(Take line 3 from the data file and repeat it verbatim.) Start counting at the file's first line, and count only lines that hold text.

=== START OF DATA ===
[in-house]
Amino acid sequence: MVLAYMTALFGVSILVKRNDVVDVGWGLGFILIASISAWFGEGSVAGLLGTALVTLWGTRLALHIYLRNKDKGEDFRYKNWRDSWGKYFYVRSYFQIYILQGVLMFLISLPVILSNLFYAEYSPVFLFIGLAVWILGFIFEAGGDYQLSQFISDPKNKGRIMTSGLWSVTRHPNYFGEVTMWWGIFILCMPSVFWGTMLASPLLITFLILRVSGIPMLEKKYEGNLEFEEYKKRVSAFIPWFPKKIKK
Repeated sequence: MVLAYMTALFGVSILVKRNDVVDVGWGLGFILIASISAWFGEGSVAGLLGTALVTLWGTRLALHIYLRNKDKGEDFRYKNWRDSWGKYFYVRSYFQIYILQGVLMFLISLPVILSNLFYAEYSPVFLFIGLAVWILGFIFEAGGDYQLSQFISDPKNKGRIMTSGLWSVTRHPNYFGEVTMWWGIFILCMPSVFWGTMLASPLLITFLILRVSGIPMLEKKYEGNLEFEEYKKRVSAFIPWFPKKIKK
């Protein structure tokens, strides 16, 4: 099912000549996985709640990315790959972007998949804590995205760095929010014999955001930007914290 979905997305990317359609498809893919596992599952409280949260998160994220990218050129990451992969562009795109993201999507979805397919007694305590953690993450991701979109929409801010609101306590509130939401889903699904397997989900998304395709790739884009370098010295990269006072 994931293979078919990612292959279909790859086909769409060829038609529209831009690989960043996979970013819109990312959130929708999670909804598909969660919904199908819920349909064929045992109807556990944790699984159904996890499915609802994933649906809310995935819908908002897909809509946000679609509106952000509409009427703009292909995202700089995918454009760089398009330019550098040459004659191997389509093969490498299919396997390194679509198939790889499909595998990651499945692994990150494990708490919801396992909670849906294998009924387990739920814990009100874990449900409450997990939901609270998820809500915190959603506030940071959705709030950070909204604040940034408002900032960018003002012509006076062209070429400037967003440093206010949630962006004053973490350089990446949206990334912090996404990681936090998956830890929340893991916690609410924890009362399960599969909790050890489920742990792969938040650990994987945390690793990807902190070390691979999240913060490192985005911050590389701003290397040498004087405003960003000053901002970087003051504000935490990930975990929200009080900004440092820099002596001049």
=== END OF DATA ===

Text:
Repeated sequence: MVLAYMTALFGVSILVKRNDVVDVGWGLGFILIASISAWFGEGSVAGLLGTALVTLWGTRLALHIYLRNKDKGEDFRYKNWRDSWGKYFYVRSYFQIYILQGVLMFLISLPVILSNLFYAEYSPVFLFIGLAVWILGFIFEAGGDYQLSQFISDPKNKGRIMTSGLWSVTRHPNYFGEVTMWWGIFILCMPSVFWGTMLASPLLITFLILRVSGIPMLEKKYEGNLEFEEYKKRVSAFIPWFPKKIKK